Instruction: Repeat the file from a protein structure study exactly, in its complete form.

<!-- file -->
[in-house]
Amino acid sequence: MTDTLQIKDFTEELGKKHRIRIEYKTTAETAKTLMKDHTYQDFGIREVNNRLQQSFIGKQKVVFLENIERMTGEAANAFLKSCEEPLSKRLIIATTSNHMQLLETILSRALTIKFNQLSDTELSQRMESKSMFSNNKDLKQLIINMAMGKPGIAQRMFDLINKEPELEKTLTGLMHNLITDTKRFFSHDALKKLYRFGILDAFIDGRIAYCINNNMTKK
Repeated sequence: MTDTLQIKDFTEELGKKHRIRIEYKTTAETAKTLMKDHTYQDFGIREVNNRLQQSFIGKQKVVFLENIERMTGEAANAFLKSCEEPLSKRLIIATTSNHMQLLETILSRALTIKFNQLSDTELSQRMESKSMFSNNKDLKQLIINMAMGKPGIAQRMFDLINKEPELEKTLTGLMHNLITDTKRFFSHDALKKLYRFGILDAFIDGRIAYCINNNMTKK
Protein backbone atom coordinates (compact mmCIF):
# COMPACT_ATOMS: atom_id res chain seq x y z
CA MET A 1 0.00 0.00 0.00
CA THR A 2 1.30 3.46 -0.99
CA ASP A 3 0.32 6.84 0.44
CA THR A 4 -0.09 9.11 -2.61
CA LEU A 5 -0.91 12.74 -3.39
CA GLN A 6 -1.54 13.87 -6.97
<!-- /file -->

[in-house]
Amino acid sequence: MTDTLQIKDFTEELGKKHRIRIEYKTTAETAKTLMKDHTYQDFGIREVNNRLQQSFIGKQKVVFLENIERMTGEAANAFLKSCEEPLSKRLIIATTSNHMQLLETILSRALTIKFNQLSDTELSQRMESKSMFSNNKDLKQLIINMAMGKPGIAQRMFDLINKEPELEKTLTGLMHNLITDTKRFFSHDALKKLYRFGILDAFIDGRIAYCINNNMTKK
Repeated sequence: MTDTLQIKDFTEELGKKHRIRIEYKTTAETAKTLMKDHTYQDFGIREVNNRLQQSFIGKQKVVFLENIERMTGEAANAFLKSCEEPLSKRLIIATTSNHMQLLETILSRALTIKFNQLSDTELSQRMESKSMFSNNKDLKQLIINMAMGKPGIAQRMFDLINKEPELEKTLTGLMHNLITDTKRFFSHDALKKLYRFGILDAFIDGRIAYCINNNMTKK
Protein backbone atom coordinates (compact mmCIF):
# COMPACT_ATOMS: atom_id res chain seq x y z
CA MET A 1 0.00 0.00 0.00
CA THR A 2 1.30 3.46 -0.99
CA ASP A 3 0.32 6.84 0.44
CA THR A 4 -0.09 9.11 -2.61
CA LEU A 5 -0.91 12.74 -3.39
CA GLN A 6 -1.54 13.87 -6.97